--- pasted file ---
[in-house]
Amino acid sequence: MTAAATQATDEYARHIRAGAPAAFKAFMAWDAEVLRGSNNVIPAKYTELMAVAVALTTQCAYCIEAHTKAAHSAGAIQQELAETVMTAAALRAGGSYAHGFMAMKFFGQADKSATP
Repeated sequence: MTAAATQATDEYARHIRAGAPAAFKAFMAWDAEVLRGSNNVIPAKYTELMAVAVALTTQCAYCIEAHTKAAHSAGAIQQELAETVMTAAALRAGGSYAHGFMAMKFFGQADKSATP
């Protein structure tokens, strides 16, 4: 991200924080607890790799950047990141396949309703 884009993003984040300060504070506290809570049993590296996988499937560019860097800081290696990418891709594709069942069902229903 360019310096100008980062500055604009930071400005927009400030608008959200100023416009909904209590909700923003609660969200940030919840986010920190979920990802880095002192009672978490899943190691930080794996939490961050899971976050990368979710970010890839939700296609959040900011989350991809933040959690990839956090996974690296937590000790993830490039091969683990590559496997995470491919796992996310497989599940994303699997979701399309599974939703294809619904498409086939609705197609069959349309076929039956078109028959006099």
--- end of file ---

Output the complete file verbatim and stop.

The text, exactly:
[in-house]
Amino acid sequence: MTAAATQATDEYARHIRAGAPAAFKAFMAWDAEVLRGSNNVIPAKYTELMAVAVALTTQCAYCIEAHTKAAHSAGAIQQELAETVMTAAALRAGGSYAHGFMAMKFFGQADKSATP
Repeated sequence: MTAAATQATDEYARHIRAGAPAAFKAFMAWDAEVLRGSNNVIPAKYTELMAVAVALTTQCAYCIEAHTKAAHSAGAIQQELAETVMTAAALRAGGSYAHGFMAMKFFGQADKSATP
């Protein structure tokens, strides 16, 4: 991200924080607890790799950047990141396949309703 884009993003984040300060504070506290809570049993590296996988499937560019860097800081290696990418891709594709069942069902229903 360019310096100008980062500055604009930071400005927009400030608008959200100023416009909904209590909700923003609660969200940030919840986010920190979920990802880095002192009672978490899943190691930080794996939490961050899971976050990368979710970010890839939700296609959040900011989350991809933040959690990839956090996974690296937590000790993830490039091969683990590559496997995470491919796992996310497989599940994303699997979701399309599974939703294809619904498409086939609705197609069959349309076929039956078109028959006099």